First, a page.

41. “An individual who is not concerned about his selfhood and his freedom is at that moment committing moral and spiritual suicide…”

42. “But I know, somehow, that only when it is dark enough can you see the stars.”

43. “There comes a time when one must take a position that is neither safe, nor politic, nor popular but he must take it because conscience tells him it is right.”

44. “Many people fear nothing more terribly than to take a position which stands out sharply and clearly from the prevailing opinion.”

45. “Many sincere white people in the south privately oppose segregation and discrimination, but they are apprehensive lest they be publicly condemned.”

46. “’Do not conform’ is difficult advice in a generation when crowd pressures have unconsciously conditioned our minds and feet to move to the rhythmic drum beat of the status quo.”

47. “This tragic attempt to give moral sanction to an economically profitable system gave birth to the doctrine of white supremacy.”

48. “Unlike physical blindness that is usually inflicted upon individuals as a result of natural forces beyond their control, intellectual and moral blindness is a dilemma which man inflicts upon himself by his tragic misuse of freedom and his failure to use his mind to its fullest capacity.”

49. “Only through the bringing together of head and heart-intelligence and goodness shall man rise to a fulfillment of his true nature.”

50. “Nothing in all the world is more dangerous than sincere ignorance and conscientious stupidity.”



Summary: Jughead reflects on why the road trip with Archie meant so much to him; and when his deep, dark secret is exposed, he doesn’t know what to do.


Frankly, Jughead knew, deep inside him somewhere (even though it was probably buried so deep, it would have to be excavated), that Archie didn’t mean it. The redhead didn’t mean to leave his best friend waiting for three hours at the spot they’d meant to have met, instead opting to text him with five words- “Sorry Jug, can’t make it.”

To others, it seemed like such a small thing to stop talking about- one cancelled road trip, but to Jughead, it was going to mark a pivotal moment.

The moment when he’d tell his best friend, the one he can trust with everything, that no, Jughead currently didn’t have a home- only an excuse of one. He’d been debating whether to tell Archie, let alone his friends, for weeks, but had only now decided to accept that his living situation was just shitty and he needed help.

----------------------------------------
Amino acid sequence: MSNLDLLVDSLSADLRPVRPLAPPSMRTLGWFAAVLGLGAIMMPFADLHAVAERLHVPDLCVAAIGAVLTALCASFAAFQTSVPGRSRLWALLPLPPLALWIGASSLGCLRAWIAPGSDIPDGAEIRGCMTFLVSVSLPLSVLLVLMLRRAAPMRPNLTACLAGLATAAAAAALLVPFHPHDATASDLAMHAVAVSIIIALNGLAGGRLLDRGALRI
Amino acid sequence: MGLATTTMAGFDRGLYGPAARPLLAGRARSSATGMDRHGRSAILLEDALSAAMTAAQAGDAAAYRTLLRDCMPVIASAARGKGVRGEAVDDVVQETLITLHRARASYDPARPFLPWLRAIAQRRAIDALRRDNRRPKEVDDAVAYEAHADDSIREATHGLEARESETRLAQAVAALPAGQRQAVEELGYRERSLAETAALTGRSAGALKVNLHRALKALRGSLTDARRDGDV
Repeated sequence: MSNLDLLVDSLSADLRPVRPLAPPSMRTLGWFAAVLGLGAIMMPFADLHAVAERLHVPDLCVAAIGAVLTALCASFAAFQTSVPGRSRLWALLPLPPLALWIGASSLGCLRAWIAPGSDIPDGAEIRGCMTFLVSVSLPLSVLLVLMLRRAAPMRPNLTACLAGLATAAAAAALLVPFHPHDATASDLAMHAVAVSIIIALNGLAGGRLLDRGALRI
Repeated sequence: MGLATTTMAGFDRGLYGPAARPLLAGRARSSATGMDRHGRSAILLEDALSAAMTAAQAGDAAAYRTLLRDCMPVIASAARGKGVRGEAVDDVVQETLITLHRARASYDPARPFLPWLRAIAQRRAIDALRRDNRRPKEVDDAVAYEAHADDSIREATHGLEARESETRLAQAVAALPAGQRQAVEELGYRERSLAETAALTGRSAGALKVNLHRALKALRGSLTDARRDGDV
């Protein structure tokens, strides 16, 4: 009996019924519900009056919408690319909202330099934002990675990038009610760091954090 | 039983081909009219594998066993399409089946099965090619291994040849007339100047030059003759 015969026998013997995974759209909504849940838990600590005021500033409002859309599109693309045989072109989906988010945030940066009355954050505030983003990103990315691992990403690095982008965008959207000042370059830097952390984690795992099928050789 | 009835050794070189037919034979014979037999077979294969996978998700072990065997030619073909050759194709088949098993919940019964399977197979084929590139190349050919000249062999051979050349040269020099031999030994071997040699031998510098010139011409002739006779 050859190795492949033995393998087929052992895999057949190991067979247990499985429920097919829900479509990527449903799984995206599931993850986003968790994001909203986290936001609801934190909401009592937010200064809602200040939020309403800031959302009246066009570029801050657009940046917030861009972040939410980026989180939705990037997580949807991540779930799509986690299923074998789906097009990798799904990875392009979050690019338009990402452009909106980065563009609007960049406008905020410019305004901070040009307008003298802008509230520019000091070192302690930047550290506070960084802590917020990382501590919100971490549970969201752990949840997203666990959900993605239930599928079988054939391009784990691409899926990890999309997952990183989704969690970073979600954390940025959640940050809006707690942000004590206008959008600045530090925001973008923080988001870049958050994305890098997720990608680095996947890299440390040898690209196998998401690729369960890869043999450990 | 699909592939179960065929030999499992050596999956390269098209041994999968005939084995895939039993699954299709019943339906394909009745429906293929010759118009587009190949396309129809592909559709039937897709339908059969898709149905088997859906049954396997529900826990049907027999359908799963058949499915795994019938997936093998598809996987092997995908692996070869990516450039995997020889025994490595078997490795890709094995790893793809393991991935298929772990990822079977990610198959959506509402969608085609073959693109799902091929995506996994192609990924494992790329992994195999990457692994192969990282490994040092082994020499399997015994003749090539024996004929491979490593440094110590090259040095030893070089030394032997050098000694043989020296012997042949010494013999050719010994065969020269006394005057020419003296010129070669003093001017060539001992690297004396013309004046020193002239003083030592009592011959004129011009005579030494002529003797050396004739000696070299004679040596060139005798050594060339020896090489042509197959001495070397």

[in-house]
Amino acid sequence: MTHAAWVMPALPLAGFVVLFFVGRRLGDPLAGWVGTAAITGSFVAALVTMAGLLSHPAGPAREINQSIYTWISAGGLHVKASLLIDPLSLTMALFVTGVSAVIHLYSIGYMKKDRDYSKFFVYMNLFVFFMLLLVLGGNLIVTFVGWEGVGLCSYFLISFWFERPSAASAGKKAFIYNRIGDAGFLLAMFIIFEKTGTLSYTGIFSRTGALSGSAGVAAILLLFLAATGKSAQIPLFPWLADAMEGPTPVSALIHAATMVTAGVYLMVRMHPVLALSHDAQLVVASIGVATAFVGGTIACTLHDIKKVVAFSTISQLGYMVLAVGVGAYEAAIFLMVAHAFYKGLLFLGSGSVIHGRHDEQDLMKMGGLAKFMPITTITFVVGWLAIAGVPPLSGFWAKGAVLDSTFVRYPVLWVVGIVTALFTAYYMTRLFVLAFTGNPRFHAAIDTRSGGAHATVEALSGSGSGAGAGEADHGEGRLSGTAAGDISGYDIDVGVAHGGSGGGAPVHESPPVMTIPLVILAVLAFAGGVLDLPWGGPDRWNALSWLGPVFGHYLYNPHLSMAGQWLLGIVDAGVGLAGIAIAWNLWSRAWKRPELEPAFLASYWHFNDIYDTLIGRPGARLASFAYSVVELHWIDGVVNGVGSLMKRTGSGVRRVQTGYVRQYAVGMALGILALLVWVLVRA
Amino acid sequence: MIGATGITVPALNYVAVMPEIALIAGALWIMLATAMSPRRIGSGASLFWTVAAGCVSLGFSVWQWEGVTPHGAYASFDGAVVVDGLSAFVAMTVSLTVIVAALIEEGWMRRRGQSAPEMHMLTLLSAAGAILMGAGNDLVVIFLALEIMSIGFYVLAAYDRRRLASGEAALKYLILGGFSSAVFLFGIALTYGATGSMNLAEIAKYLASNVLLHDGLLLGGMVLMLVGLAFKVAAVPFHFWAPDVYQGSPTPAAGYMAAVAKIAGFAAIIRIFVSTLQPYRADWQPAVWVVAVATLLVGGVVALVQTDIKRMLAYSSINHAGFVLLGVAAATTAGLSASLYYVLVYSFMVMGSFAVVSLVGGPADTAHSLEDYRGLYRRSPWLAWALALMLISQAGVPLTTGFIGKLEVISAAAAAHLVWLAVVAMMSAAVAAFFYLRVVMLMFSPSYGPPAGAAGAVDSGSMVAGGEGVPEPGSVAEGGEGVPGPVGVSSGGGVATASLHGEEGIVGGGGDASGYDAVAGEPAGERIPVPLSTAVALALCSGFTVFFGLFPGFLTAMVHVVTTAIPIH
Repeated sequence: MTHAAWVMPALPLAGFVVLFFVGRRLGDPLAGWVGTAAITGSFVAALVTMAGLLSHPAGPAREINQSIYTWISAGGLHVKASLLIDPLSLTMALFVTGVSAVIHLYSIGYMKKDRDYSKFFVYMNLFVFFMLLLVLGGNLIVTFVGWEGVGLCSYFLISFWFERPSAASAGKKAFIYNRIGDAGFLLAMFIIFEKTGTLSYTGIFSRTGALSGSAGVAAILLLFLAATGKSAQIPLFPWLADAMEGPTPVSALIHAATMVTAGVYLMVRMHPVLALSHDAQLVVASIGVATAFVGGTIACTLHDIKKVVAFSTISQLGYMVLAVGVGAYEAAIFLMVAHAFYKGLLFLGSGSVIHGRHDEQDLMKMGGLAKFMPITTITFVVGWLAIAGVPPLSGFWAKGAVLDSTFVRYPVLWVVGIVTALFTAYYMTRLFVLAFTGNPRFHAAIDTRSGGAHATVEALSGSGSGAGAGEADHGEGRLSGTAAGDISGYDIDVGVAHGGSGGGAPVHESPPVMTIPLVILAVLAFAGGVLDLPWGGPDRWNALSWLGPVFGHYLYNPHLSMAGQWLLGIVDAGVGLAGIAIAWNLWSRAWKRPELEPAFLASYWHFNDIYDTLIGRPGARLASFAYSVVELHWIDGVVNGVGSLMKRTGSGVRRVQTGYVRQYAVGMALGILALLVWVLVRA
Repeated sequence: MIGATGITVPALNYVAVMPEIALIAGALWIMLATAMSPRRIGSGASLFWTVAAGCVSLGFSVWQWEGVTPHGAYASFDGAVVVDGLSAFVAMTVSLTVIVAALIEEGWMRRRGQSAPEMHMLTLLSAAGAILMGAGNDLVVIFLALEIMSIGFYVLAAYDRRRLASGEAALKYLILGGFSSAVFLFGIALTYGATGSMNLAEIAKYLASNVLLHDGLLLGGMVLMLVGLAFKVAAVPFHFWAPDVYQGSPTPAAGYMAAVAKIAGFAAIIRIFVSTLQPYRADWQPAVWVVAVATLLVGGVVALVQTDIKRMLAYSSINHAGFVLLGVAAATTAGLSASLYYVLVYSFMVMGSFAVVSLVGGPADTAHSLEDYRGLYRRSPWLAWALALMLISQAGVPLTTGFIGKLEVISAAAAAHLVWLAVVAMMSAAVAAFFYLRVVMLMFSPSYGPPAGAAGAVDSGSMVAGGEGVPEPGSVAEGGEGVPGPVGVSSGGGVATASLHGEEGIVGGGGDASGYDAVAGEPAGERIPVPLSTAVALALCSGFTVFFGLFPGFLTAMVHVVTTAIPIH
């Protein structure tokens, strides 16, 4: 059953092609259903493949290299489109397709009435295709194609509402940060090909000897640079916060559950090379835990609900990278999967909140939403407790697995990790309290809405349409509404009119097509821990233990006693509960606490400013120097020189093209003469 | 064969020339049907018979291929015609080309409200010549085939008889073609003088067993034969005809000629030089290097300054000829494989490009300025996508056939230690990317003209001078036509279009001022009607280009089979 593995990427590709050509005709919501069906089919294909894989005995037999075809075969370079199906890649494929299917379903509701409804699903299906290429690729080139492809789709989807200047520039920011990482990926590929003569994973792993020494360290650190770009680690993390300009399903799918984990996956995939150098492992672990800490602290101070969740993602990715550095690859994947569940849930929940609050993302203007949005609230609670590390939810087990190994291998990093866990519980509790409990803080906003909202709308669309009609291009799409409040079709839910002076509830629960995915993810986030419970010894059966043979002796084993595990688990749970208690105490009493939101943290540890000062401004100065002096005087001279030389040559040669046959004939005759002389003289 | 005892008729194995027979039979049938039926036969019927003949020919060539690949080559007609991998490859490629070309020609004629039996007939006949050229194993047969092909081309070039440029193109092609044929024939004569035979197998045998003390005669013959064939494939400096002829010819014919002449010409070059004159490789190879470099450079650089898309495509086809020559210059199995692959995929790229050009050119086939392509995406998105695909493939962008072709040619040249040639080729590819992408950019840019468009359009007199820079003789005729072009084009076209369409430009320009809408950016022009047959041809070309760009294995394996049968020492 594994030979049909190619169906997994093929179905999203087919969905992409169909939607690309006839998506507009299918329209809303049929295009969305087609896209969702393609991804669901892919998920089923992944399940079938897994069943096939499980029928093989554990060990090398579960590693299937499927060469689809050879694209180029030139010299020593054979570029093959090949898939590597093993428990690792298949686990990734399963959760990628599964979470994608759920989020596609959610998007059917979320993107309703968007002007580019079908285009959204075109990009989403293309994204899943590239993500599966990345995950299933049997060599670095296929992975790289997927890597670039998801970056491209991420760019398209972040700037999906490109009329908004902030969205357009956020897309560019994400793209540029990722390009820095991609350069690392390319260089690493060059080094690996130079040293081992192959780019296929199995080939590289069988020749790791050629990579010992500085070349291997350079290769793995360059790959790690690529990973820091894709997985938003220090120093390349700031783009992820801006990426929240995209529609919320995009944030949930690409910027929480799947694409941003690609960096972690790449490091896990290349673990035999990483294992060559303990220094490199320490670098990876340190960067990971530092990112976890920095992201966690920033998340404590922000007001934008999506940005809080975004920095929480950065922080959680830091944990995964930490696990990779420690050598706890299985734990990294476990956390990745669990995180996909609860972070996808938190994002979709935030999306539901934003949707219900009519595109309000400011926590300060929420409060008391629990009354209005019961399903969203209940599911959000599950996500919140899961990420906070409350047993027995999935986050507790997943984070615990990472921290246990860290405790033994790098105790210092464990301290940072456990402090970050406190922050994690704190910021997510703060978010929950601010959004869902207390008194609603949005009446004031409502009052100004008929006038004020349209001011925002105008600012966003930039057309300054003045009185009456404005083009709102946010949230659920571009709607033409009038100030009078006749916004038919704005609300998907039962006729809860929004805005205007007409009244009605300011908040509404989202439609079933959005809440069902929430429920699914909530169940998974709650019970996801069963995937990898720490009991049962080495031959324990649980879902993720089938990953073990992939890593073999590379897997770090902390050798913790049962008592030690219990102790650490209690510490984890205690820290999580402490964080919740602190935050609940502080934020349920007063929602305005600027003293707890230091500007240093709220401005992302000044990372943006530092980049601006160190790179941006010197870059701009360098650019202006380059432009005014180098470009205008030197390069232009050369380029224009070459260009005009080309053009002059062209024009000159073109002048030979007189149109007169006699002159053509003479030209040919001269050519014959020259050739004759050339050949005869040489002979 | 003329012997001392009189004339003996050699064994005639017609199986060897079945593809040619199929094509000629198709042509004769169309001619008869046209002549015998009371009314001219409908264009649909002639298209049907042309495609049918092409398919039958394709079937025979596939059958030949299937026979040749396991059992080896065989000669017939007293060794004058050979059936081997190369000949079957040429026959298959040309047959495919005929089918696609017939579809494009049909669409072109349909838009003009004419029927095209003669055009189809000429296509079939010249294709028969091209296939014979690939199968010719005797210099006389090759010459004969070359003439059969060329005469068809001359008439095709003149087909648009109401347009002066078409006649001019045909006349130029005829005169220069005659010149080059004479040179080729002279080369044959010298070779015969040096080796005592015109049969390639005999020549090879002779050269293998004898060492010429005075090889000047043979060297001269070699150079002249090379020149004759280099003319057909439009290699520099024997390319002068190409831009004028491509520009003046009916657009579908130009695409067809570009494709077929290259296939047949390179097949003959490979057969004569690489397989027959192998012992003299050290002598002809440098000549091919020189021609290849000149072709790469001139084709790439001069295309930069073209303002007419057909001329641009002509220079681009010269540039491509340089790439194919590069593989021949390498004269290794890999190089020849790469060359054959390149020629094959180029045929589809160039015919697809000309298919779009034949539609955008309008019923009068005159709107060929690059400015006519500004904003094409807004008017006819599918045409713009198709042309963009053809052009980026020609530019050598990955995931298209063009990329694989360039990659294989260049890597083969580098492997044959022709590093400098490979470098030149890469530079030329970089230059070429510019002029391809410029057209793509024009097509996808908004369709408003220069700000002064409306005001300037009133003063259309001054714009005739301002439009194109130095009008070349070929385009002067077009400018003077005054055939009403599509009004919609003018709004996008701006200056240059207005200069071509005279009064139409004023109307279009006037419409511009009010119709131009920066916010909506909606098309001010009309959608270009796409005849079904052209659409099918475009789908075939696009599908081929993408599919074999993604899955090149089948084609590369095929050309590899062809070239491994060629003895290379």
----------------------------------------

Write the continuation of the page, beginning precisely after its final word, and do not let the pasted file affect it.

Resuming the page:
But of course, Archie didn’t show up, which just reiterated the doubt that had always lingered at the back of Jughead’s mind- what Archie was to him, he wasn’t to Archie.

What was so incredibly frustrating was that now, Jughead couldn’t tell anyone else. Even if he’d wanted to, when Archie drifted away, so did Betty, who was devoted to him. Who did he have to turn to now?

As he sat in the lunchroom if Riverdale High, blasting ‘Bohemian Rhapsody’ through his earphones, his shoulders slumped.

Maybe he was talking to Archie, and consequently Betty, now, their friendship wasn’t what it used to be before.

And when Jughead found out later that Archie ditched their road trip so that he could ‘do the do’ with that pedophilic teacher on July 4th, Jughead couldn’t help but feel resentment boil inside him.

This is what their years spent hanging together in treehouses and sneaking behind their parent’s backs meant to him?

Therefore, Jughead couldn’t bring himself to admit that now, with the drive-on closing, he really might have no one to turn to.

Ignoring the strange sensation in his chest-sadness, if he wasn’t mistaken, he increased the volume of ‘Bohemian Rhapsody’, tuning out the din of the lunchroom, choosing instead, to focus on the titillating harmonies as his fingers tapped on his keyboard.


There were times, times like these, when Jughead truly hated Cheryl Blossom. No, despised her, and what she embodied- the rich bitch who could definitely not be trusted.

Yes, bad things had happened to her. Yes, her twin brother had been murdered. Yes, the murderer was still, in all likeliness, galavanting around Riverdale, and yes, all she could do was wait.

That still gave her no excuse to do what she was currently doing.

Phone in hand, evidence of what she was letting the rest of the biology class know -he didn’t know how Prof. Phylum could deal with her at all- that Jughead was hiding a deep, dark secret.

“We have a Serpent in our midst.” She said, turning around and shoving her phone in Jughead’s face. There it was. A picture of Jughead and his dad talking, that terrible day when he’d moved out of the driveway and into his father’s despicable house.